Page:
Rating: 4 Stars
The following review contains spoilers.
Bruce Wayne’s parents were murdered by a mugger after leaving an opera. He’s grown-up now but he’s still pissed about it.
He travels around the world hanging out with criminals to learn their ways. As he does, he develops enough empathy for them that, while he still wants to stop them and work on the side of justice and order, he doesn’t want to actually murder them.
Wayne is recruited by the League of Shadows, who teach him to use fear and theatricality to dominate his enemies. They part ways when they ask him to execute a criminal and he refuses.
Returning to Gotham, Wayne turns his own fear of bats into a weapon against criminals as… The Batman!
This is a pretty legit Batman movie. I’ll never be tired of seeing a group of criminals pacing around terrified, shooting at every noise, while Batman quietly and discreetly swoops in and picks them off one-by-one. We also get Batman fighting a group of guys all at once, Batman racing through the streets in the Batmobile, and Batman summoning a tremendous swarm of bats to distract and confuse the crooked police officers chasing him. It’s nearly everything you’d want Batman to do all in one movie.
Christian Bale is a great actor and I don’t mind his Batman voice.
Cillian Murphy is a fantastic villain. Between this and Red Eye I am baffled that he’s not in more films. He’s a terrific Scarecrow.
Liam Neeson is doing his Liam Neeson thing. In hindsight it seems obvious since Neeson looks just like the comics version of Ra’s al Ghul, but the first time I saw this film I was completely shocked by the reveal that he wasn’t merely Ducard.
This movie is packed with great actors actually: Gary Oldman, Michael Caine, even Tom Wilkinson. I also like Katie Holmes more than most people probably do, though she doesn’t have a lot do (except for the wonderful moment where she completely defeats Scarecrow by tazing him in the face, and the last we see of him is him screaming being carried off by a runaway horse).
The use of practical effects and miniatures make some of the big action scenes look quite impressive, such as the train smashing through the parking garage.
The Nolan films have a reputation for being dark and serious but there’s actually some wit and humor here, which I appreciate.
“I analyzed your blood, isolating the receptor compounds and the protein-based catalyst.”
“Am I meant to understand any of that?”
“Not at all, I just wanted you to know how hard it was.”
I don’t really get the whole deal with the League of Shadows. They’re a little too silly and obscure to feel like a legitimate threat, and their motivations are very hazy. At first it sounds like they want to destroy Gotham because it’s been irredeemably corrupted since it went through an economic depression, but then later Ra’s reveals that the League caused the depression to begin with because they wanted to destroy Gotham either way. He also rants about the League having caused the destruction of various major cities throughout history. The whole deal with the League up to this point is that they hate criminals and injustice, but it sounds like they just hate big cities. And how a hut full of ninjas on a mountaintop caused Gotham’s crappy economy is unclear. Attributing every bad thing that’s ever happened in the world of Batman Begins to one source is supposed to make the source more threatening, but it just makes the world feel small.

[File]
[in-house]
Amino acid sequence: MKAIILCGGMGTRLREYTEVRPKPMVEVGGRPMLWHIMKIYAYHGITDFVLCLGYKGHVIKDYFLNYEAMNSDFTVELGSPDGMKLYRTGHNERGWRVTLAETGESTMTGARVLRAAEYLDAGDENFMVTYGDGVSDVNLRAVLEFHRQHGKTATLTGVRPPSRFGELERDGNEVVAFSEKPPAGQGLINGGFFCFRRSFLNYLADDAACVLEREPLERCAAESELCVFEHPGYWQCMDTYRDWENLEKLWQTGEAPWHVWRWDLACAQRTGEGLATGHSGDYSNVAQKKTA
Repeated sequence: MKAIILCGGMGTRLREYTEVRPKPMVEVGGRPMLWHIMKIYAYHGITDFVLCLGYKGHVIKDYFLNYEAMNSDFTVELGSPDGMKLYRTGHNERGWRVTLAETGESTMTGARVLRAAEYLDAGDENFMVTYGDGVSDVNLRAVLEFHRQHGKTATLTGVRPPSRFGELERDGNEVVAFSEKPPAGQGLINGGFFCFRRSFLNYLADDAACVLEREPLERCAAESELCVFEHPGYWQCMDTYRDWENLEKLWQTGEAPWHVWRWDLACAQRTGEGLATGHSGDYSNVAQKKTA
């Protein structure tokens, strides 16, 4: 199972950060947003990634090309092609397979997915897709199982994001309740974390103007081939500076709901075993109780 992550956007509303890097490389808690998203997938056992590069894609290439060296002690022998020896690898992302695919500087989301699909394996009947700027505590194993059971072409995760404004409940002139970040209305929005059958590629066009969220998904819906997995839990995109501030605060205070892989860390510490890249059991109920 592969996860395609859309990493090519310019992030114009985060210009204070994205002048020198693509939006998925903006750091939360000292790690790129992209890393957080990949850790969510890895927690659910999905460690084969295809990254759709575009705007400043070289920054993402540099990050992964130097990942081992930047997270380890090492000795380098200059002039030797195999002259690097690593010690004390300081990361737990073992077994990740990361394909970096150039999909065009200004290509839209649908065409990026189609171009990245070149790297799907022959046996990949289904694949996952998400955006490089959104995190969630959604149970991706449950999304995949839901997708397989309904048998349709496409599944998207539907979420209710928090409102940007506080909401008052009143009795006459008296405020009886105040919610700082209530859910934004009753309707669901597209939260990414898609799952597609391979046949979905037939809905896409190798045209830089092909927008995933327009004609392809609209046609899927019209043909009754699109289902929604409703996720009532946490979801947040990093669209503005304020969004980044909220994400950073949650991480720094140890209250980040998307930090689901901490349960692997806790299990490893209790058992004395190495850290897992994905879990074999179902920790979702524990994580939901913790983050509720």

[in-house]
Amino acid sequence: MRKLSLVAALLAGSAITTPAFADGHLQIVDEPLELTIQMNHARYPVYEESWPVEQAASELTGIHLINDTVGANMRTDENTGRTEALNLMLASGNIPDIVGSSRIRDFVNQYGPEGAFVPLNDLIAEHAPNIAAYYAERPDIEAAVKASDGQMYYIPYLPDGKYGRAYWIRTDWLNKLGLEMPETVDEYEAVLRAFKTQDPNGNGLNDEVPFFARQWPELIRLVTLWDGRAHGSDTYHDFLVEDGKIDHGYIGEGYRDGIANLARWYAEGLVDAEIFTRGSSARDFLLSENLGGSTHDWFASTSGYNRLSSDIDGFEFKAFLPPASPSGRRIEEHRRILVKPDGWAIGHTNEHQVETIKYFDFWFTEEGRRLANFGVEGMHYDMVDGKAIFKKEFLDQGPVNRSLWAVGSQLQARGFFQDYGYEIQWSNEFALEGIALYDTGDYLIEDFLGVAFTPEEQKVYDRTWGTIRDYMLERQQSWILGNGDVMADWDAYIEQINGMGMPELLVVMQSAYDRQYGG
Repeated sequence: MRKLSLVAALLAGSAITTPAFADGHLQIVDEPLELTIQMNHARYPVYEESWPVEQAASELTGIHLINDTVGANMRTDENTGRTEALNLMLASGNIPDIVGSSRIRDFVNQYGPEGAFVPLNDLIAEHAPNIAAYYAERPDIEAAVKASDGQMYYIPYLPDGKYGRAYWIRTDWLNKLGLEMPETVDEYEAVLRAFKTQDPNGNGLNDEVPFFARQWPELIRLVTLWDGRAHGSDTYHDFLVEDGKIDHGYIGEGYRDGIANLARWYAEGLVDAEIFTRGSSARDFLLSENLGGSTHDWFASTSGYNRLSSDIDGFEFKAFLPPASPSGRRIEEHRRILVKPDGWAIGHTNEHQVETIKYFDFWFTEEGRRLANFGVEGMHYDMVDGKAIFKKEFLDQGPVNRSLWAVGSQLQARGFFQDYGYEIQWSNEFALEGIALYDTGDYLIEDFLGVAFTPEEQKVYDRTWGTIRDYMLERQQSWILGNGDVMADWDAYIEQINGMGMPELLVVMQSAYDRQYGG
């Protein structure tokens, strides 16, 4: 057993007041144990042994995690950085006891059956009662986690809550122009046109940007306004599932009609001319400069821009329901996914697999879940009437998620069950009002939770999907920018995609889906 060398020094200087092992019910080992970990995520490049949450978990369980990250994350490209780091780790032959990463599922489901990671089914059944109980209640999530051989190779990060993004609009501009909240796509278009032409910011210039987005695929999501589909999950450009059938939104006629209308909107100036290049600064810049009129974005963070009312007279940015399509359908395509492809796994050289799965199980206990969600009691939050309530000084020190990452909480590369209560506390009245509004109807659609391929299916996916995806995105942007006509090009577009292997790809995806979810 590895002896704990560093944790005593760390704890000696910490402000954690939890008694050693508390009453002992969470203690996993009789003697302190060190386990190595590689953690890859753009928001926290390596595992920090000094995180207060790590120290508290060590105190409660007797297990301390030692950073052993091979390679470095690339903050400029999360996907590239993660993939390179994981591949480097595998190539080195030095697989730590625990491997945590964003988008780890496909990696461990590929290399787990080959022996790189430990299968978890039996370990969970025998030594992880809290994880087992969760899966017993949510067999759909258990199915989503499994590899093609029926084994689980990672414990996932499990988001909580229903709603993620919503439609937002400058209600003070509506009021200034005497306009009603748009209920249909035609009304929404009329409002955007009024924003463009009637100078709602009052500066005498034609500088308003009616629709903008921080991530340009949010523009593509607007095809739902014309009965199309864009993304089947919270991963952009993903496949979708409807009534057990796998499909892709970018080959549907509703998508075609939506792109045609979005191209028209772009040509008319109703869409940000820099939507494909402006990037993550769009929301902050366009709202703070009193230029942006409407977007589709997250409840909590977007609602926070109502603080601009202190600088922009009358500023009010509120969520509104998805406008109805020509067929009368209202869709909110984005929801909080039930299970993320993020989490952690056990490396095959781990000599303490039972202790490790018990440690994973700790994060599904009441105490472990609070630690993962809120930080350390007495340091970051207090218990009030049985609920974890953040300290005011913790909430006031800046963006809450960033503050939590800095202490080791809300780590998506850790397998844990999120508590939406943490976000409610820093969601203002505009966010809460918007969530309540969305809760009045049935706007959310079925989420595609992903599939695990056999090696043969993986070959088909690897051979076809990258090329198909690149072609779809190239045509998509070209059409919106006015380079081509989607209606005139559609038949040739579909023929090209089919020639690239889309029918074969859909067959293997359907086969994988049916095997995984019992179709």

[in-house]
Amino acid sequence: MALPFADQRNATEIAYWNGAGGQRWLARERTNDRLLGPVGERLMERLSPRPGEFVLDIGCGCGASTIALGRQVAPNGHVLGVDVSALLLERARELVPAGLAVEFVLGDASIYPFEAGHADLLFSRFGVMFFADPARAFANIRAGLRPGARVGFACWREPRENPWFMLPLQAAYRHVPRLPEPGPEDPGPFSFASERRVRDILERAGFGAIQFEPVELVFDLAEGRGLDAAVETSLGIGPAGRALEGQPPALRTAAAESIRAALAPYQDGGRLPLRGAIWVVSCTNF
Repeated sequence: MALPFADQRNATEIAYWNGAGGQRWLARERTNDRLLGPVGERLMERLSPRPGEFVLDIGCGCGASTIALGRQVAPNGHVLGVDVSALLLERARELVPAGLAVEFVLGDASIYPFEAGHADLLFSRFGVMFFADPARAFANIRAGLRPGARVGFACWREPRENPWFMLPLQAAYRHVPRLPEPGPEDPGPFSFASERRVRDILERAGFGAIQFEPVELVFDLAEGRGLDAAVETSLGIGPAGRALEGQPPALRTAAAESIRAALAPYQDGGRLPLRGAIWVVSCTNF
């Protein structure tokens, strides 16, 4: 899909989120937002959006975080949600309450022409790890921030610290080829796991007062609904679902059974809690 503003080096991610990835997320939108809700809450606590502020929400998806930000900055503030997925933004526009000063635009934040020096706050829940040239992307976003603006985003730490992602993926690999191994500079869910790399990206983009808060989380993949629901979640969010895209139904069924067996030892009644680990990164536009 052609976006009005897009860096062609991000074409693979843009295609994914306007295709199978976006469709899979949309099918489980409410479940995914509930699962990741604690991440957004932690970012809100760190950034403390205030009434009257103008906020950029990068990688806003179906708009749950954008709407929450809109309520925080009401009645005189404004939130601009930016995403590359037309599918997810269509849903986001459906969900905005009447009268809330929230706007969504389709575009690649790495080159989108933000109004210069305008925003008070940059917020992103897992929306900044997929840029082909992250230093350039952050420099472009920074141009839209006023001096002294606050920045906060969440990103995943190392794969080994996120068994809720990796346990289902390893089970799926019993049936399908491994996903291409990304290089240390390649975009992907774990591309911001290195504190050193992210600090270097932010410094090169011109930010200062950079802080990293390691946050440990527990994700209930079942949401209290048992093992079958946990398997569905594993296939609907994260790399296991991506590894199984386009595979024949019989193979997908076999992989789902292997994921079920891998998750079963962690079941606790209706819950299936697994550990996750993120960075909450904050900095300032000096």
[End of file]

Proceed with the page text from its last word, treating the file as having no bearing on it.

The romance between Bruce and Rachel doesn’t work. They don’t have chemistry, and it seems like they’ve barely spent any time together since they were children. And then once Rachel finds out that Bruce is Batman, she kisses him, and gives him a confusing bit of badly-written dialogue:
“I never stopped thinking about you. About us. And when I heard you were back, I… I started to hope. Then I found out about your mask.”
“Batman’s just a symbol, Rachel.”
“No, no, this… is your mask. Your real face is the one that criminals now fear. The man I loved – the man who vanished – he never came back at all. But maybe he’s still out there, somewhere. Maybe someday, when Gotham no longer needs Batman, I’ll see him again.”
So Rachel goes from being a morally-upright and determined district attorney who is with-it enough to zap Scarecrow in the face with a tazer to yet another female love-interest scold who wants the cool male hero to stop doing the thing the audience really wants him to do. Even in 2005 this was a cliché.
Some of the fight scenes are choppily edited and hard to follow.